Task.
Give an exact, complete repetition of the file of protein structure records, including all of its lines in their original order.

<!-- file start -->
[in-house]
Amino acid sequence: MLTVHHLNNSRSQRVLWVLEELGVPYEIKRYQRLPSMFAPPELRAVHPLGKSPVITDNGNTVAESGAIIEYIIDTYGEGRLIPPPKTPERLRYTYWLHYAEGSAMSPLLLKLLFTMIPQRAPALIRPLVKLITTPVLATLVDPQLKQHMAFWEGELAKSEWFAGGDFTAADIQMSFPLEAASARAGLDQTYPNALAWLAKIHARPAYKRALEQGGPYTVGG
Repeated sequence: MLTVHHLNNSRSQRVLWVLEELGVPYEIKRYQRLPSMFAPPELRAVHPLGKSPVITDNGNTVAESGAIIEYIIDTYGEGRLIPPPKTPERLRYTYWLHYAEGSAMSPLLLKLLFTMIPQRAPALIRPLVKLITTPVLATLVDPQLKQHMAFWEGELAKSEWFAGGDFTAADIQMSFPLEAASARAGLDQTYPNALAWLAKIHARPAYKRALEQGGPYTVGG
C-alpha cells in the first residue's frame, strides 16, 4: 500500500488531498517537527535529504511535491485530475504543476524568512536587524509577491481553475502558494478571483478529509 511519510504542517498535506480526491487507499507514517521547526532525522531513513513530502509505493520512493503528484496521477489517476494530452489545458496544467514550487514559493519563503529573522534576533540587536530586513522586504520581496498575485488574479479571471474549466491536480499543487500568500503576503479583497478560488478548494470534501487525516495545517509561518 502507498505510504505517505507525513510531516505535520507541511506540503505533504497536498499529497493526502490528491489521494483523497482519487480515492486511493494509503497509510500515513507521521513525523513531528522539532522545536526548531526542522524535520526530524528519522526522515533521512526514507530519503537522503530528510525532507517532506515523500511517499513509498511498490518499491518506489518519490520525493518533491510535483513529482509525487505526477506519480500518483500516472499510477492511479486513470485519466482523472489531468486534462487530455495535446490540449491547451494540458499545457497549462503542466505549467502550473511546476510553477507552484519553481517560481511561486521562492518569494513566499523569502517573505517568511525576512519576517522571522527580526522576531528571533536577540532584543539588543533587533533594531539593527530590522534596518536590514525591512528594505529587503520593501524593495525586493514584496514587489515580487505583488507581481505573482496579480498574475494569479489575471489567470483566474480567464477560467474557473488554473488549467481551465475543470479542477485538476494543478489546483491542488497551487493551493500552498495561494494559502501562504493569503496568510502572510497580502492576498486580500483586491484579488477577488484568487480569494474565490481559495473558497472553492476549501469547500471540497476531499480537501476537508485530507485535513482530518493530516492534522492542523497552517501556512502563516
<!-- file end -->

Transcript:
[in-house]
Amino acid sequence: MLTVHHLNNSRSQRVLWVLEELGVPYEIKRYQRLPSMFAPPELRAVHPLGKSPVITDNGNTVAESGAIIEYIIDTYGEGRLIPPPKTPERLRYTYWLHYAEGSAMSPLLLKLLFTMIPQRAPALIRPLVKLITTPVLATLVDPQLKQHMAFWEGELAKSEWFAGGDFTAADIQMSFPLEAASARAGLDQTYPNALAWLAKIHARPAYKRALEQGGPYTVGG
Repeated sequence: MLTVHHLNNSRSQRVLWVLEELGVPYEIKRYQRLPSMFAPPELRAVHPLGKSPVITDNGNTVAESGAIIEYIIDTYGEGRLIPPPKTPERLRYTYWLHYAEGSAMSPLLLKLLFTMIPQRAPALIRPLVKLITTPVLATLVDPQLKQHMAFWEGELAKSEWFAGGDFTAADIQMSFPLEAASARAGLDQTYPNALAWLAKIHARPAYKRALEQGGPYTVGG
C-alpha cells in the first residue's frame, strides 16, 4: 500500500488531498517537527535529504511535491485530475504543476524568512536587524509577491481553475502558494478571483478529509 511519510504542517498535506480526491487507499507514517521547526532525522531513513513530502509505493520512493503528484496521477489517476494530452489545458496544467514550487514559493519563503529573522534576533540587536530586513522586504520581496498575485488574479479571471474549466491536480499543487500568500503576503479583497478560488478548494470534501487525516495545517509561518 502507498505510504505517505507525513510531516505535520507541511506540503505533504497536498499529497493526502490528491489521494483523497482519487480515492486511493494509503497509510500515513507521521513525523513531528522539532522545536526548531526542522524535520526530524528519522526522515533521512526514507530519503537522503530528510525532507517532506515523500511517499513509498511498490518499491518506489518519490520525493518533491510535483513529482509525487505526477506519480500518483500516472499510477492511479486513470485519466482523472489531468486534462487530455495535446490540449491547451494540458499545457497549462503542466505549467502550473511546476510553477507552484519553481517560481511561486521562492518569494513566499523569502517573505517568511525576512519576517522571522527580526522576531528571533536577540532584543539588543533587533533594531539593527530590522534596518536590514525591512528594505529587503520593501524593495525586493514584496514587489515580487505583488507581481505573482496579480498574475494569479489575471489567470483566474480567464477560467474557473488554473488549467481551465475543470479542477485538476494543478489546483491542488497551487493551493500552498495561494494559502501562504493569503496568510502572510497580502492576498486580500483586491484579488477577488484568487480569494474565490481559495473558497472553492476549501469547500471540497476531499480537501476537508485530507485535513482530518493530516492534522492542523497552517501556512502563516